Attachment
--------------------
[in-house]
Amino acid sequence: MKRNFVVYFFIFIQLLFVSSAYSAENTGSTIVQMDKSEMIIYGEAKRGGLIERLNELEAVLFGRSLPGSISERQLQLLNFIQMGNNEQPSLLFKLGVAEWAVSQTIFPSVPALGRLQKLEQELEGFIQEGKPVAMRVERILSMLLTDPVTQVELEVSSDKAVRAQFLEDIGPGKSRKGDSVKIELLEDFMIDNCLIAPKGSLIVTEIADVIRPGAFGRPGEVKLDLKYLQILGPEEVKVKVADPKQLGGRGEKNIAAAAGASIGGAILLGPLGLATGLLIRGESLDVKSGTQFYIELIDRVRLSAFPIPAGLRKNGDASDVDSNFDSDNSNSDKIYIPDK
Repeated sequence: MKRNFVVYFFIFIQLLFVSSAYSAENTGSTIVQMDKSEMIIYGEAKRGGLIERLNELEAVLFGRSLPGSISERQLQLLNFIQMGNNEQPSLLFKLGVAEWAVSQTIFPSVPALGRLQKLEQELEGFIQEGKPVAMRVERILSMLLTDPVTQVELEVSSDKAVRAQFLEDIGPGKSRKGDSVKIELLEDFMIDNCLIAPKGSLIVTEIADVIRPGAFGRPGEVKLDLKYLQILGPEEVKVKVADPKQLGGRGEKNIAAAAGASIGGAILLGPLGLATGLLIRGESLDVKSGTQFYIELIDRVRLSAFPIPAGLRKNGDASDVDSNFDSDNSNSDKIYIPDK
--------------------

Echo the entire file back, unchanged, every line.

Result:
[in-house]
Amino acid sequence: MKRNFVVYFFIFIQLLFVSSAYSAENTGSTIVQMDKSEMIIYGEAKRGGLIERLNELEAVLFGRSLPGSISERQLQLLNFIQMGNNEQPSLLFKLGVAEWAVSQTIFPSVPALGRLQKLEQELEGFIQEGKPVAMRVERILSMLLTDPVTQVELEVSSDKAVRAQFLEDIGPGKSRKGDSVKIELLEDFMIDNCLIAPKGSLIVTEIADVIRPGAFGRPGEVKLDLKYLQILGPEEVKVKVADPKQLGGRGEKNIAAAAGASIGGAILLGPLGLATGLLIRGESLDVKSGTQFYIELIDRVRLSAFPIPAGLRKNGDASDVDSNFDSDNSNSDKIYIPDK
Repeated sequence: MKRNFVVYFFIFIQLLFVSSAYSAENTGSTIVQMDKSEMIIYGEAKRGGLIERLNELEAVLFGRSLPGSISERQLQLLNFIQMGNNEQPSLLFKLGVAEWAVSQTIFPSVPALGRLQKLEQELEGFIQEGKPVAMRVERILSMLLTDPVTQVELEVSSDKAVRAQFLEDIGPGKSRKGDSVKIELLEDFMIDNCLIAPKGSLIVTEIADVIRPGAFGRPGEVKLDLKYLQILGPEEVKVKVADPKQLGGRGEKNIAAAAGASIGGAILLGPLGLATGLLIRGESLDVKSGTQFYIELIDRVRLSAFPIPAGLRKNGDASDVDSNFDSDNSNSDKIYIPDK